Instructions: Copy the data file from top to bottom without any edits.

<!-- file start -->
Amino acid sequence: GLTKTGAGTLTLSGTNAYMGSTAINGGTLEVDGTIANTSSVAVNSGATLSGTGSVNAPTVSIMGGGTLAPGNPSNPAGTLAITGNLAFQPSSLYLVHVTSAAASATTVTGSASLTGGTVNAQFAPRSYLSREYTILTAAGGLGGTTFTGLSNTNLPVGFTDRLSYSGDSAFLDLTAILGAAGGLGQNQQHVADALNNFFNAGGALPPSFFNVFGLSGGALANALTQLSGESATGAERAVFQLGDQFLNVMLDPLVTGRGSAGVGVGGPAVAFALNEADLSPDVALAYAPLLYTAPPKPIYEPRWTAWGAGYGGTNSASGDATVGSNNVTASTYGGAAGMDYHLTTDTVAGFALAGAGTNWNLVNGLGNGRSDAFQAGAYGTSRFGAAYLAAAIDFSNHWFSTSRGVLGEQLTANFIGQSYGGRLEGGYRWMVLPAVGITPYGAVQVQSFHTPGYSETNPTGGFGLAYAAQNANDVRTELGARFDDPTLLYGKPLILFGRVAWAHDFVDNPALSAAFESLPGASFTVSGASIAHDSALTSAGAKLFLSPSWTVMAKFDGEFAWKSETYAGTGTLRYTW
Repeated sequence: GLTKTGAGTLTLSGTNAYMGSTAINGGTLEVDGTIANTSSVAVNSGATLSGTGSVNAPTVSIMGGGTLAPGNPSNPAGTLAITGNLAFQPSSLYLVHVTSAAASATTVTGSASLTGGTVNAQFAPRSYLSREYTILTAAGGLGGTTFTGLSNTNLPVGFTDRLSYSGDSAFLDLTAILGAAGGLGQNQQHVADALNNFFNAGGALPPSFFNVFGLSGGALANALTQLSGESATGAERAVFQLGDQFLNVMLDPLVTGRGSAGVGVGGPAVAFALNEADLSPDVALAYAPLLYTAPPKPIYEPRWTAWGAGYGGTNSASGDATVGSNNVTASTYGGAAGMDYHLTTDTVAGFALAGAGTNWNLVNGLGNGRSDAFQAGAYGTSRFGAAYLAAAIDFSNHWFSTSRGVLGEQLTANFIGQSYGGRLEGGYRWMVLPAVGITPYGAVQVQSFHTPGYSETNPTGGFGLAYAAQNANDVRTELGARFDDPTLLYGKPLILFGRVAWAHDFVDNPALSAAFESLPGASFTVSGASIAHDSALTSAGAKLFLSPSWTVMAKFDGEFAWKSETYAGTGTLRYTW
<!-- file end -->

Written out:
Amino acid sequence: GLTKTGAGTLTLSGTNAYMGSTAINGGTLEVDGTIANTSSVAVNSGATLSGTGSVNAPTVSIMGGGTLAPGNPSNPAGTLAITGNLAFQPSSLYLVHVTSAAASATTVTGSASLTGGTVNAQFAPRSYLSREYTILTAAGGLGGTTFTGLSNTNLPVGFTDRLSYSGDSAFLDLTAILGAAGGLGQNQQHVADALNNFFNAGGALPPSFFNVFGLSGGALANALTQLSGESATGAERAVFQLGDQFLNVMLDPLVTGRGSAGVGVGGPAVAFALNEADLSPDVALAYAPLLYTAPPKPIYEPRWTAWGAGYGGTNSASGDATVGSNNVTASTYGGAAGMDYHLTTDTVAGFALAGAGTNWNLVNGLGNGRSDAFQAGAYGTSRFGAAYLAAAIDFSNHWFSTSRGVLGEQLTANFIGQSYGGRLEGGYRWMVLPAVGITPYGAVQVQSFHTPGYSETNPTGGFGLAYAAQNANDVRTELGARFDDPTLLYGKPLILFGRVAWAHDFVDNPALSAAFESLPGASFTVSGASIAHDSALTSAGAKLFLSPSWTVMAKFDGEFAWKSETYAGTGTLRYTW
Repeated sequence: GLTKTGAGTLTLSGTNAYMGSTAINGGTLEVDGTIANTSSVAVNSGATLSGTGSVNAPTVSIMGGGTLAPGNPSNPAGTLAITGNLAFQPSSLYLVHVTSAAASATTVTGSASLTGGTVNAQFAPRSYLSREYTILTAAGGLGGTTFTGLSNTNLPVGFTDRLSYSGDSAFLDLTAILGAAGGLGQNQQHVADALNNFFNAGGALPPSFFNVFGLSGGALANALTQLSGESATGAERAVFQLGDQFLNVMLDPLVTGRGSAGVGVGGPAVAFALNEADLSPDVALAYAPLLYTAPPKPIYEPRWTAWGAGYGGTNSASGDATVGSNNVTASTYGGAAGMDYHLTTDTVAGFALAGAGTNWNLVNGLGNGRSDAFQAGAYGTSRFGAAYLAAAIDFSNHWFSTSRGVLGEQLTANFIGQSYGGRLEGGYRWMVLPAVGITPYGAVQVQSFHTPGYSETNPTGGFGLAYAAQNANDVRTELGARFDDPTLLYGKPLILFGRVAWAHDFVDNPALSAAFESLPGASFTVSGASIAHDSALTSAGAKLFLSPSWTVMAKFDGEFAWKSETYAGTGTLRYTW